Performers are prone to injury, and too many play through the pain. Thankfully, new breakthroughs in treatment—and prevention—can bring healing.
By Patrick A. McGuire
Illustrations by Natasha Tibbott
Stop me if you’ve heard this one. Violinist goes into a doctor’s office. Raises his violin and plays several notes, wincing in pain. Immediately stops playing. Says, “Doc, you gotta’ help me. It hurts when I do that.”
Also of interest
The Big Question for Leon Fleisher, Johns Hopkins Magazine, Fall 2009
Therapist for musicians in pain, The Baltimore Sun, August 29, 2009
Medicine for Musicians, The New York Times, January 28, 2010
Doctor shrugs, says, “Don’t do that.”
If you’re a physician you probably don’t think that’s very funny. If you’re a violinist or a pianist or a flutist or a guitarist or anyone who plays a musical instrument for a living—anyone who has played through debilitating pain because doctors couldn’t find anything wrong with your elbow or shoulder or fingers or neck—that joke may be so funny you forgot to laugh. Or perhaps you’re a musician reluctant to admit that constant pain is slowly shrinking your repertoire and sapping your confidence. Maybe you’re thinking if you were more talented this wouldn’t be happening. That if you tell anyone about it, your place will be taken by some rising star waiting eagerly in the wings. So you suck it up and play hurt.
Welcome to the musician’s unenviable perch between a rock and a hard place. It’s a sore spot that musicians and conservatory students have occupied for years without much official acknowledgment or medical understanding—and in too many instances without knowing there’s a good chance the musician sitting on either side is suffering in silence with the very same pain and career anxiety.
Consider that a recent survey of 330 incoming freshman students at a Midwestern school of music showed 79 percent with a history of “playing-related pain.”
“In a population of…young people presumably in otherwise good health and with a ‘clean slate,’” noted the study published in the journal Medical Problems of Performing Artists (MPPA), “the majority had already encountered music-induced pain as high school students or younger.”
At the Peabody Institute, faculty and administrators have been painfully aware of performer injury for decades. “Peabody has a very heightened awareness,” says Mellasenah Y. Morris, dean of the Conservatory and deputy director of the Institute, “particularly because of Leon Fleisher.”
The brilliant career of the renowned pianist was interrupted for almost 40 years by a neurological condition known as focal dystonia. Unable to use his right hand, he developed a lefthanded repertoire. He also became a well-known conductor and teacher, and in recent years, with the help of his daughter, Leah, a physical therapist, has returned to two-handed playing.
“We have had others who have had injury problems,” says Morris, whose own daughter ended up in traction after 12 steady hours of violin practice. “It’s just so prevalent.”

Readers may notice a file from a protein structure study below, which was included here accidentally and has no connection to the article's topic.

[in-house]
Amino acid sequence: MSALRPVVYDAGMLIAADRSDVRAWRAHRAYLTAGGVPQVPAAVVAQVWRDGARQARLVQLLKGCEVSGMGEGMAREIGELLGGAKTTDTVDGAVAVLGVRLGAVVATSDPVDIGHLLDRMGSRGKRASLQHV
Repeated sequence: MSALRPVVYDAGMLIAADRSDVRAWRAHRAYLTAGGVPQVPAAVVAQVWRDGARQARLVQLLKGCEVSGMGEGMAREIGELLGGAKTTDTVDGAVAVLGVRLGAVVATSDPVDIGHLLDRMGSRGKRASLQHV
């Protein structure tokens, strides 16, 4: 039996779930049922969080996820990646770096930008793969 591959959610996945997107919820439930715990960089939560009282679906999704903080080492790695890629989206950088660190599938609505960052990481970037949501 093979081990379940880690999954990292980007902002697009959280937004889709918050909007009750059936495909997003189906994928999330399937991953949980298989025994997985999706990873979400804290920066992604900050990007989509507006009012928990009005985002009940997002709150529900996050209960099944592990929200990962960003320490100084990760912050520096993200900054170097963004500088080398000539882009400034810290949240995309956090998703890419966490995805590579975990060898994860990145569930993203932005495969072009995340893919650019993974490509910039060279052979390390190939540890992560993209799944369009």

To help address the issue, Peabody in 2005 added a special course to the curriculum, which is aimed at teaching the basics of injury prevention. Anatomy and Injury Prevention for Musicians is taught by Baltimore physician Scott Brown. A physiatrist, Brown specializes in treating musculo-skeletal and neurological conditions such as those that occur in musicians. His Peabody course covers basic concepts including warm-up and cool-down stretches, the need for enough sleep, and the caution to stop playing when in pain. He also emphasizes attention to posture and avoiding “extremes of motion,” such as keeping the wrist bent or extended too much.
“Almost all musical instruments are biomechanically unwieldy to begin with,” says Brown. “They almost all require positions you wouldn’t use for any other reason but to hold that instrument.”
It’s not unusual, he says, to see students coming to class wearing braces and splints. “They are very receptive, they ask a lot of good questions, and have told me that what we talk about rings true.” Brown, himself an amateur pianist, is just finishing a second edition of his biography of James P. Johnson—the 1920s musician who invented the Charleston and “stride” piano playing. Brown believes that without an interest in music, doctors can be blind to the critical nuances of performing arts medicine.
“One of the most frustrating things for a musician is to be told to stop playing if they have a problem,” he says. “That recommendation doesn’t fit. It’s rare where absolutely stopping all playing is required. So it’s important how you counsel the musician in the proper way to keep playing while being able to heal and rehab from injury.”
That doesn’t mean just gritting your teeth and playing through the pain, however, which can only exacerbate the injury. Ten years ago, for example, when she was a junior guitar student at Peabody, Serap Bastepe-Gray (BM ’96, MM ’99, Guitar) developed painful tendonitis in her right arm. She’d been practicing up to eight hours a day for her junior recital and at first ignored the pain and kept playing.
“It got worse,” she recalls. “I had a big recital in three months. I had to do this; I was goal oriented. When a musician gets injured there are a lot of things at play: not being able to do what has kept you company for years, eight hours a day; the fear of not passing your recital and not graduating. So I played through it for four days. Then I had to stop because it was so painful.”